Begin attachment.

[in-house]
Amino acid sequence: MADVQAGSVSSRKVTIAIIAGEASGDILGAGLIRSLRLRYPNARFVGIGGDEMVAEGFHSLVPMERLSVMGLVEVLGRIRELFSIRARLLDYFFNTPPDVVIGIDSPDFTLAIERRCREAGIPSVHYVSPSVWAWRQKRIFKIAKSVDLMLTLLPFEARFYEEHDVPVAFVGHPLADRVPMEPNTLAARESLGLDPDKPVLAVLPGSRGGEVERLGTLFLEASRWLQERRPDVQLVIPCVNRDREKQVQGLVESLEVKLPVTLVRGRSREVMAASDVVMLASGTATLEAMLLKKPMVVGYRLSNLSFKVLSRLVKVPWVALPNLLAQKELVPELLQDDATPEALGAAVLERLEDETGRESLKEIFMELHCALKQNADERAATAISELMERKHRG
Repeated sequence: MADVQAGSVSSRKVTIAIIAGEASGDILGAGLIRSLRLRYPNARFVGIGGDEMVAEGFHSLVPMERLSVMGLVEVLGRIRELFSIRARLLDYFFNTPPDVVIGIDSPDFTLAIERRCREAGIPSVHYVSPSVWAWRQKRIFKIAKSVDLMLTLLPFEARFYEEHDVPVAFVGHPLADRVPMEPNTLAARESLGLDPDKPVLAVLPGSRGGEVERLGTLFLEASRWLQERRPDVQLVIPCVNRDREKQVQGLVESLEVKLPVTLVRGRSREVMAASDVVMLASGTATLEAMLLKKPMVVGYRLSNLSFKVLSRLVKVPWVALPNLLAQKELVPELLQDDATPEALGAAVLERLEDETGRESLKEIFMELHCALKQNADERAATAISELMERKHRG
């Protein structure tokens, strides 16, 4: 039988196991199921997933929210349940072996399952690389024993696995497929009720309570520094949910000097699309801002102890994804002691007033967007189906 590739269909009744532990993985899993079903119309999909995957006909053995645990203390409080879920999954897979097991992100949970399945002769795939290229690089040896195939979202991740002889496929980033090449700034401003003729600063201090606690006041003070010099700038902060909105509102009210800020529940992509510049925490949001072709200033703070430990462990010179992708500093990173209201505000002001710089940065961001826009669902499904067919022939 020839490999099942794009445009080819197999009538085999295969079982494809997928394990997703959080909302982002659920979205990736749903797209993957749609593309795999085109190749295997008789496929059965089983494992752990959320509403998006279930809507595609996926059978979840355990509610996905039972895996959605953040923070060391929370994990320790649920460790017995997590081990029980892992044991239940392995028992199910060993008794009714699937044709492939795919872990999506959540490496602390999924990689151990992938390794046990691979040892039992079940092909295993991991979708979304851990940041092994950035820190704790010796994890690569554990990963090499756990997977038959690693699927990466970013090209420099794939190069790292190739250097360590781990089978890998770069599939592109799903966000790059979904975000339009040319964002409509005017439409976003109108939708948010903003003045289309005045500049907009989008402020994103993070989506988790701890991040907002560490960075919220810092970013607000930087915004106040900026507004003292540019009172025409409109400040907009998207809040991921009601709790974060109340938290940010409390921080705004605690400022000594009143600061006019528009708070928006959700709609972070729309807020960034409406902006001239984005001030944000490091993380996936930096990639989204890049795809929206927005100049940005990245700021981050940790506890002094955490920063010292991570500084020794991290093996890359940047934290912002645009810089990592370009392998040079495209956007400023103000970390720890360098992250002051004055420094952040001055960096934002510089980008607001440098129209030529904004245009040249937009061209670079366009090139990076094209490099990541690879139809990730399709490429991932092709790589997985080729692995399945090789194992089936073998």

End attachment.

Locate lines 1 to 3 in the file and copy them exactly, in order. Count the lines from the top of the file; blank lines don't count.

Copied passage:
[in-house]
Amino acid sequence: MADVQAGSVSSRKVTIAIIAGEASGDILGAGLIRSLRLRYPNARFVGIGGDEMVAEGFHSLVPMERLSVMGLVEVLGRIRELFSIRARLLDYFFNTPPDVVIGIDSPDFTLAIERRCREAGIPSVHYVSPSVWAWRQKRIFKIAKSVDLMLTLLPFEARFYEEHDVPVAFVGHPLADRVPMEPNTLAARESLGLDPDKPVLAVLPGSRGGEVERLGTLFLEASRWLQERRPDVQLVIPCVNRDREKQVQGLVESLEVKLPVTLVRGRSREVMAASDVVMLASGTATLEAMLLKKPMVVGYRLSNLSFKVLSRLVKVPWVALPNLLAQKELVPELLQDDATPEALGAAVLERLEDETGRESLKEIFMELHCALKQNADERAATAISELMERKHRG
Repeated sequence: MADVQAGSVSSRKVTIAIIAGEASGDILGAGLIRSLRLRYPNARFVGIGGDEMVAEGFHSLVPMERLSVMGLVEVLGRIRELFSIRARLLDYFFNTPPDVVIGIDSPDFTLAIERRCREAGIPSVHYVSPSVWAWRQKRIFKIAKSVDLMLTLLPFEARFYEEHDVPVAFVGHPLADRVPMEPNTLAARESLGLDPDKPVLAVLPGSRGGEVERLGTLFLEASRWLQERRPDVQLVIPCVNRDREKQVQGLVESLEVKLPVTLVRGRSREVMAASDVVMLASGTATLEAMLLKKPMVVGYRLSNLSFKVLSRLVKVPWVALPNLLAQKELVPELLQDDATPEALGAAVLERLEDETGRESLKEIFMELHCALKQNADERAATAISELMERKHRG